Crohn’s Disease FAQs

Crohn's Disease Questions & Answers

About 700,000 Americans are affected by Crohn’s disease ― a long-term condition causing chronic inflammation of the digestive tract. People with Crohn’s disease can have severe abdominal pain, frequent diarrhea and other symptoms. Mercy gastroenterologists are experts at helping people with Crohn’s disease manage the condition and minimize its impact on daily life. Learn the answers to frequently asked questions about this digestive disorder.

Early signs of Crohn’s disease include persistent abdominal pain, frequent diarrhea, unexplained weight loss and blood in the stool. If you’re experiencing these symptoms – especially if you’ve got a family history of Crohn’s or other inflammatory bowel diseases – see your Mercy doctor right away.

Both Crohn's disease and ulcerative colitis are inflammatory bowel diseases, but they differ in location, symptoms and continuity.


Ulcerative colitis is located only in the large intestine, while Crohn’s disease can be found anywhere from the mouth to the anus.


Symptoms like mouth sores and anal fissures are seen with Crohn’s disease but not usually in ulcerative colitis. And continuous inflammation appears with ulcerative colitis, while Crohn’s inflammation shows gaps in healthy tissue.

A Mercy gastroenterologist can help you manage your condition and improve your quality of life when you have Crohn's disease. Many effective medications are available to relieve symptoms of Crohn's disease, including anti-inflammatories, corticosteroids, antibiotics and others. You may need to follow a special diet to reduce the risk of intestinal blockages. And your gastroenterologist may recommend nutrition therapy, either by injection (parenteral nutrition) or a feeding tube (enteral nutrition), to make sure your body gets enough nutrients.


If medication, nutrition therapy and diet aren’t working, your Mercy gastroenterologist may recommend surgery. Nearly half of people with Crohn’s undergo surgery, which may be needed to repair damaged areas of the GI tract or drain abscesses. Medication following surgery can reduce the risk of recurrence.


Foods that trigger GI symptoms in people with Crohn’s disease (called trigger foods) can vary. Identifying and avoiding trigger foods can reduce Crohn’s symptoms like gas, bloating and diarrhea. Trigger foods for many people with Crohn’s disease include:


  • Alcoholic beverages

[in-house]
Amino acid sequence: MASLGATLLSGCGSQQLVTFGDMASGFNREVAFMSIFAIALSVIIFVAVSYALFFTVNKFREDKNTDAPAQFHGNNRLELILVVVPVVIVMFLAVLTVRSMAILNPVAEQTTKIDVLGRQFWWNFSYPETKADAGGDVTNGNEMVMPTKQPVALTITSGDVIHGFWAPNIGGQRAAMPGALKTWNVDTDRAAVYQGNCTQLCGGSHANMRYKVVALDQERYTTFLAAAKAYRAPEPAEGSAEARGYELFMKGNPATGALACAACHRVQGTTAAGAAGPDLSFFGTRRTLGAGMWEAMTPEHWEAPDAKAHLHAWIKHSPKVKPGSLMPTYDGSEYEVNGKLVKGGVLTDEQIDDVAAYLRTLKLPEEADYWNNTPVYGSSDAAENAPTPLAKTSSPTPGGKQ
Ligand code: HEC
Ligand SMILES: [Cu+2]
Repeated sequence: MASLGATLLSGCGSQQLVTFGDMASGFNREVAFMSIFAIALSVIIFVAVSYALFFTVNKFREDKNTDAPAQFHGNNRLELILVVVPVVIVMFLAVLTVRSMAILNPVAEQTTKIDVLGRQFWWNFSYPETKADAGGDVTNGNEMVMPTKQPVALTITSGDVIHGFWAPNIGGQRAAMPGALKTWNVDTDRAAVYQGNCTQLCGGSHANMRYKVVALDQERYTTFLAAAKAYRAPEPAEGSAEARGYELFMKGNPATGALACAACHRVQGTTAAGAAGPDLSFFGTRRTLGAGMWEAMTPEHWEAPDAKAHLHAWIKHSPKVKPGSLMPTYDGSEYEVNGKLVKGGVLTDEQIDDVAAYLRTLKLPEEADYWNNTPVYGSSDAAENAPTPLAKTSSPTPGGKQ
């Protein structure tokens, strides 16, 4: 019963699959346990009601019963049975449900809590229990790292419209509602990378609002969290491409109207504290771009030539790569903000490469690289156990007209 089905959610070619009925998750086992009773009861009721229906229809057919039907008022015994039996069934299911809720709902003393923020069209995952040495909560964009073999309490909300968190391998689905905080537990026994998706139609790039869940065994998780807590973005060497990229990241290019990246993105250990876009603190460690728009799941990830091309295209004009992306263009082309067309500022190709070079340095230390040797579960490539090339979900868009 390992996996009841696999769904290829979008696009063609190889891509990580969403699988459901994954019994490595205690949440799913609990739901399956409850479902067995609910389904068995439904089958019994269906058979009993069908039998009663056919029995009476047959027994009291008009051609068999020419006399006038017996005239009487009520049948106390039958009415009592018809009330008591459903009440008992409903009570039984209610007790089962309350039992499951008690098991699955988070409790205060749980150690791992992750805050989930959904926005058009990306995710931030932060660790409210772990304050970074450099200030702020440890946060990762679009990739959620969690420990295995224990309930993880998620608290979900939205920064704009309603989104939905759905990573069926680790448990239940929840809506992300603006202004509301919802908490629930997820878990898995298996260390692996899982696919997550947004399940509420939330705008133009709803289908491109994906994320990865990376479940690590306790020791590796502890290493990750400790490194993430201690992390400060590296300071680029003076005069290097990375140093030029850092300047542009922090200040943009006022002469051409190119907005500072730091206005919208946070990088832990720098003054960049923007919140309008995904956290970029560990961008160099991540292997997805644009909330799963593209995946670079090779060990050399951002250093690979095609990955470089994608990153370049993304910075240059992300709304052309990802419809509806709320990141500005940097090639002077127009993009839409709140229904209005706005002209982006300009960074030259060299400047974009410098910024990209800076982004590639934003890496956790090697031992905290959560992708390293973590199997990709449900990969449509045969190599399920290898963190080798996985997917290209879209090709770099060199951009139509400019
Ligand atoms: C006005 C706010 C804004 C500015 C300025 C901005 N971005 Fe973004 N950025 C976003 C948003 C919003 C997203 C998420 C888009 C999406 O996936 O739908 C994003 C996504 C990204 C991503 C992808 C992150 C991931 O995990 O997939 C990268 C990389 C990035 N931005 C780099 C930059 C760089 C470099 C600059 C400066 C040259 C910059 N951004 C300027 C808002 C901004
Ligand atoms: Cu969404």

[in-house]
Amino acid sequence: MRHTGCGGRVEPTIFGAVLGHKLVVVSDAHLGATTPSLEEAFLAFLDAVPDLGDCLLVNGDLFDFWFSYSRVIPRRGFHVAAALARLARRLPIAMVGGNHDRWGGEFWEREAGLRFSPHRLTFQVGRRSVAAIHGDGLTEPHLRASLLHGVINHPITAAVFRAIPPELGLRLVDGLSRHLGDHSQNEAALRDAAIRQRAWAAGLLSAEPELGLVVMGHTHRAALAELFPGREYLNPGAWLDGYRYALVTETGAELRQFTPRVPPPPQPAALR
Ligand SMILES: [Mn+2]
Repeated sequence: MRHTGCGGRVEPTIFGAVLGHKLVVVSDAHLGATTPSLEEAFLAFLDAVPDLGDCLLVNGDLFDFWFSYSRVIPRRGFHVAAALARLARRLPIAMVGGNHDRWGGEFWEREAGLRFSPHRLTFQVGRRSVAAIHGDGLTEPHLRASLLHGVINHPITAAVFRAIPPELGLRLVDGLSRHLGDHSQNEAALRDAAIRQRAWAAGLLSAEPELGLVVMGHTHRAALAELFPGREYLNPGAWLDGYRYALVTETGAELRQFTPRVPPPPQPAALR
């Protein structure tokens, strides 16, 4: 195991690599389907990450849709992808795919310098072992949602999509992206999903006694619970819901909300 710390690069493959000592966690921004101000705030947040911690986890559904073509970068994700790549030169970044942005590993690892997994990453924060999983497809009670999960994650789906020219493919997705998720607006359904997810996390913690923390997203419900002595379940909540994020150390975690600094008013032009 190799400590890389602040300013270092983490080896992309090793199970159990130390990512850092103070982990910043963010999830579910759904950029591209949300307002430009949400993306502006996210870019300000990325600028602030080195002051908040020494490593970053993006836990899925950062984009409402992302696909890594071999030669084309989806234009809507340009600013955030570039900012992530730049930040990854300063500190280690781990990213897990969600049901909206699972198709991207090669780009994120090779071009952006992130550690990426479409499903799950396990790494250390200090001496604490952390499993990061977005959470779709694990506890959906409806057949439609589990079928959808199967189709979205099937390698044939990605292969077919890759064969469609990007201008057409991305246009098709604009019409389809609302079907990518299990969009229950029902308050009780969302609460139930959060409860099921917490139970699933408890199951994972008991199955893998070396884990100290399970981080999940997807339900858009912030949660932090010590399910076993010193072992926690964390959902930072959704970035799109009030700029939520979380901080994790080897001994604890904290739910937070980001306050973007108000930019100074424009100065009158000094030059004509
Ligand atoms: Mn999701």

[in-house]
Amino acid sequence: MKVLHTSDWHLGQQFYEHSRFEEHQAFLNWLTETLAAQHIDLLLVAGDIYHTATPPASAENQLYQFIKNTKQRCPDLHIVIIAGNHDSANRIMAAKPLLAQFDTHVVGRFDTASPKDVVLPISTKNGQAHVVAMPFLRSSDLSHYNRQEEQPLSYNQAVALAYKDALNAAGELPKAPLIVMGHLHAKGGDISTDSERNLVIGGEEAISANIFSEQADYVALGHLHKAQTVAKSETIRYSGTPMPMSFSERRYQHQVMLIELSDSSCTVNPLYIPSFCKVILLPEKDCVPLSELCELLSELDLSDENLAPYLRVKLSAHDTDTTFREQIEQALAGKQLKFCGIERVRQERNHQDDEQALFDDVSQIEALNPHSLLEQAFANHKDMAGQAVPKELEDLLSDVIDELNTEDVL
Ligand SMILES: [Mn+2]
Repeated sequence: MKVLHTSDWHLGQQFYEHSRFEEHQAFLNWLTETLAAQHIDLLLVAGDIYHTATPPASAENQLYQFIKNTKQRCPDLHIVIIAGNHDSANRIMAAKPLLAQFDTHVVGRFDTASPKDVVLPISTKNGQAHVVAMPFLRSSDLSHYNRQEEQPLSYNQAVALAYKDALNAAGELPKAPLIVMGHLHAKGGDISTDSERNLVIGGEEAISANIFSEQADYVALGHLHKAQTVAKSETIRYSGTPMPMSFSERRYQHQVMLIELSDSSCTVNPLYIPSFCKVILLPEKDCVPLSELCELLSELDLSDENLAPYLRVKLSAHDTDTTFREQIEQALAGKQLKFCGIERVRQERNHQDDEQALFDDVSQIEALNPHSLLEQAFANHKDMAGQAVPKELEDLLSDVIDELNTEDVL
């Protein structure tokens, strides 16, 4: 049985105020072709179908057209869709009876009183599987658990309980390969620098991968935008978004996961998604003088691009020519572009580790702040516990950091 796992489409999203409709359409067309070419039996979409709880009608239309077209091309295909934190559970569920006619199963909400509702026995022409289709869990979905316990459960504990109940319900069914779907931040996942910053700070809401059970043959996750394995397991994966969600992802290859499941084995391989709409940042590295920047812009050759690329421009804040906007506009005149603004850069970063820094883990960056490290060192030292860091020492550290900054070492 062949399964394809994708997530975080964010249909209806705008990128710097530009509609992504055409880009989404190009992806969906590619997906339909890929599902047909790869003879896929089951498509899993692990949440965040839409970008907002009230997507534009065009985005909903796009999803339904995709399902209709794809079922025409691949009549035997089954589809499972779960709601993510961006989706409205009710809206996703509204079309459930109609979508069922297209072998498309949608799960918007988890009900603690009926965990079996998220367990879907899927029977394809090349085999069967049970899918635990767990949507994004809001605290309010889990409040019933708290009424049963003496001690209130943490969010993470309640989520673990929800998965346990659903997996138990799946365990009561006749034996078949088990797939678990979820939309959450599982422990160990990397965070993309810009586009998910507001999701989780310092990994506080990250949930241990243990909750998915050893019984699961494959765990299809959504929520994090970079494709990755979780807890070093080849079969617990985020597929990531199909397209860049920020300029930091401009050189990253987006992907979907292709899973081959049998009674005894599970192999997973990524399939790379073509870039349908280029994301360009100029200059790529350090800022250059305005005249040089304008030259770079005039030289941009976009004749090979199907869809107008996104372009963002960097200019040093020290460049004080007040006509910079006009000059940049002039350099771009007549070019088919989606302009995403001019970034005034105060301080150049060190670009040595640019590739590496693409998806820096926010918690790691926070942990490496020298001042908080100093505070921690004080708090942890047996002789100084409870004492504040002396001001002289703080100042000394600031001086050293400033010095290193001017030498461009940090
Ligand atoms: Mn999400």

• Dairy products, including butter substitutes
  • Carbonated beverages
  • Coffee and tea
  • Chocolate
  • Fried and fatty foods
  • High-fiber foods
  • Raw fruits and vegetables
  • Red meat and pork
  • Spicy foods

Crohn’s disease is an inflammatory bowel condition in which the body’s immune system attacks the digestive tract. It can affect any part of the GI tract, but it’s most commonly found in the lower part of the small intestine or colon. Symptoms include fatigue, abdominal pain, diarrhea (sometimes 10-20 times per day), weight loss, mouth sores, bowel blockages and anal fissures. Some people with Crohn’s disease experience ongoing severe illness, while others have milder symptoms. The disease can lead to other complications, such as ulcers and problems absorbing nutrients. And Crohn’s can also cause joint pain and skin problems.

In addition to a physical exam and review of your medical history, several tests are available to help Mercy gastroenterologists diagnose Crohn’s disease. They include:

  • Colonoscopy to examine the colon (the lower portion of your large intestine)
  • Endoscopy to check the GI tract from the mouth to the first section of the small intestine
  • Biopsy to collect a small piece of tissue from the inside of the intestine for further testing
  • Chromoendoscopy to detect precancerous tissue or lesions using dye contrast
  • Small intestine imaging to examine areas that can’t be easily seen by endoscopy or colonoscopy

While the exact cause of Crohn’s disease is unknown, experts believe several factors contribute to its development. They include:


  • Family history – Up to 20% of people with Crohn’s disease have a family member with the condition. And people of Ashkenazi Jewish descent have an increased risk for the disease.
  • Overactive immune system – Some experts believe Crohn’s disease begins as an immune system response to viruses, bacteria or other outside invaders. But the immune system never shuts off, causing chronic inflammation.
  • Age – Most people are diagnosed with Crohn’s disease before age 30, but the disease can occur later in life.
  • Smoking – People who smoke are more likely to develop Crohn’s disease and experience more severe illness.
  • Environment – Crohn’s disease is more prevalent in developed countries, urban areas and northern climates.


Stress, poor diet and overuse of drugs like ibuprofen don’t cause Crohn’s disease, but they can make the symptoms worse.

Crohn’s disease can be successfully managed and isn’t usually a life-threatening condition. But if left untreated, the disease can cause serious health complications over time. Intestinal blockages, ulcers, internal bleeding, abscesses, colon cancer and other serious health problems can result without proper treatment for Crohn’s disease.

While it’s not possible to prevent Crohn’s disease (especially if you have a family history), you can manage the condition and lead an active life. Talk with a Mercy gastroenterologist about treatment options and ways to manage Crohn’s disease.